Food For Thought

With great apologies and thanks to Tampa Mom (and her friends), these pearls of wisdom got me thinking today:

Why do we enable our children to mediocrity and/or coddle them into becoming emotional cripples? Our children are so smart and amazing, but so many times we’re caught up in our own emotions and make their challenges all about us instead of just handing them back and saying, “How are you going to handle this?”

We’d have a lot more motivated, capable young adults in this world if we didn’t solve our kids’ problems for them and instead gave them guidance to help them solve their own. That’s what I’m working on and it’s just awesome seeing exactly how capable and smart my kids are.

If you guide your children and allow them the freedom to make the choices, they learn from the good and the bad and are far more capable, decisive, sympathetic, and empathetic. Keeping them safe is one thing, keeping them smothered is something else entirely!

I completely agree with allowing children to fail and to learn to make decisions for themselves … and suffer the consequences. A big bone of contention between me and WineGuy currently is how far do you let a child fall and/or when do you step in and start running things again. What do you do if you see your child is not handling his responsibilities as you’ve tried to give them back to him?

I’ll start with the positive side of my response. Wild Thing is handling his responsibilities well: he’s doing his homework and turning it in; he’s making good grades; he’s keeping up with religious school and music lessons; he’s keeping his room clean. All are signs of an emotionally well-adjusted child. However, WT cannot get himself downstairs on time in the morning and is frequently scrambling to eat breakfast and get his things together. WT continually refutes bedtime and is either chatting or playing with Moose until all hours. Moose is handling his responsibilities better: he does his homework and is remorseful when he can’t complete it for time constraints; he is making good grades; he’s doing much better keeping his room clean; and, he is being more helpful around the house. Moose occasionally is ready on time for school and gets to have breakfast. Nevertheless, I have to stand over Moose to get him to clean his room; he plays in his room before school and at night when he should be going to bed.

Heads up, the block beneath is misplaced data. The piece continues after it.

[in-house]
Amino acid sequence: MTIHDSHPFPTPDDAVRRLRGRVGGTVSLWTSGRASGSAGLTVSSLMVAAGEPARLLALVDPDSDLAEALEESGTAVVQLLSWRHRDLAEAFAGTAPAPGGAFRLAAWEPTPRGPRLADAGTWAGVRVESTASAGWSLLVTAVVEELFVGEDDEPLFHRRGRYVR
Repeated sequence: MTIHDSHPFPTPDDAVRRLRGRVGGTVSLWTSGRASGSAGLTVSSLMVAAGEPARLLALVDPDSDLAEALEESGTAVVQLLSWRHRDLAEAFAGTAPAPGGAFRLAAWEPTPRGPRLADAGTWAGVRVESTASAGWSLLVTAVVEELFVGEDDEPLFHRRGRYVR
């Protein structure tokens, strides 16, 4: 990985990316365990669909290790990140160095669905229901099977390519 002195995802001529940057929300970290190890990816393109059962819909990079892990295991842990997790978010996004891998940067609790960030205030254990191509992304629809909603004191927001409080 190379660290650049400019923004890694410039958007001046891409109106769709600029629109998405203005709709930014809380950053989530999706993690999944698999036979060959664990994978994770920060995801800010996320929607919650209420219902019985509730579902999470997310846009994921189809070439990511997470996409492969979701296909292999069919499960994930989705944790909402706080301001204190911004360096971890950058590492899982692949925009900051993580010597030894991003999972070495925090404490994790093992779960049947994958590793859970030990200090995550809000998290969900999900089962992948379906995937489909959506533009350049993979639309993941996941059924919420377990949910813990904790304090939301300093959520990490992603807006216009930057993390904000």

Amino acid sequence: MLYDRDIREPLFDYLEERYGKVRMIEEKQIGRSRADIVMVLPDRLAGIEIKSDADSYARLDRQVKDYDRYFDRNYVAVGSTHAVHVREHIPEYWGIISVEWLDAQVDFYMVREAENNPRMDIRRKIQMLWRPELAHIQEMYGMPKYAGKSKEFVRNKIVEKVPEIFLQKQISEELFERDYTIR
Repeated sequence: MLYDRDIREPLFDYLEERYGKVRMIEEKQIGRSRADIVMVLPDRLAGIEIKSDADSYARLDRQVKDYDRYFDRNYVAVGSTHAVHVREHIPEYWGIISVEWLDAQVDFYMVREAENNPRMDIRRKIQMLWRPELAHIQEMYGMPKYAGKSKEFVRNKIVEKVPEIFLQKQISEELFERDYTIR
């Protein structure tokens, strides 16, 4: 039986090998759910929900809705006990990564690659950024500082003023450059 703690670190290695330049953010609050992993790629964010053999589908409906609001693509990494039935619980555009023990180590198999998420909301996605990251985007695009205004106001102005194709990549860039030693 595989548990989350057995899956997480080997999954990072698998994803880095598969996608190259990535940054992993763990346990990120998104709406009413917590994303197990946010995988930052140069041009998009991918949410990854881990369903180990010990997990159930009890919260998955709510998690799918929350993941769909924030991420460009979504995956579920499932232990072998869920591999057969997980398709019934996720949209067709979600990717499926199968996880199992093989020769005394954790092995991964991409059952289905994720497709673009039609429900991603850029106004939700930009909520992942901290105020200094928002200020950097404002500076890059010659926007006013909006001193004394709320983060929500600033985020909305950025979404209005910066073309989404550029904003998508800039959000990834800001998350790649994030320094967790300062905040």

YodaWizard, as always, is the problem. His snarky attitude, disrespect, and dishonesty are so egregious at times that they drive a wedge between me and WG. (Maybe that’s what he wants. Hmm.) Wizard’s first quarter grades just came out: A-B-B-C-C-D. Those would be Art, Spanish, History, Science, Language Arts, and Algebra I, respectively. They. Suck. This from a kid who we all know is very smart. We checked the grades online before the report card was issued and found that Wizard continues not to turn in all assignments or take advantage of test-retakes when available. Why? Who the hell knows? Wizard claims he turns everything in, didn’t get full credit on some math assignments because he didn’t show his work. I believe Wizard has to fall flat on his face,  make the lousy grades and live with them, even if it means they affect his college choices. WG strongly disagrees. WG’s opinion is that Wizard has already fallen flat on his face. WG contends that Wizard, by having to leave Snooty School last year (because of homework, attitude, and behavioral issues), has already proven himself incapable of managing his own life. WG insists that “we” must now step in and micromanage the kid’s life. “We” = me. I am supposed to review Wizard’s assignments with him daily on the computer after school. I am supposed to review Wizard’s grades with him online. I am supposed to escort the boys upstairs for a room-check every afternoon.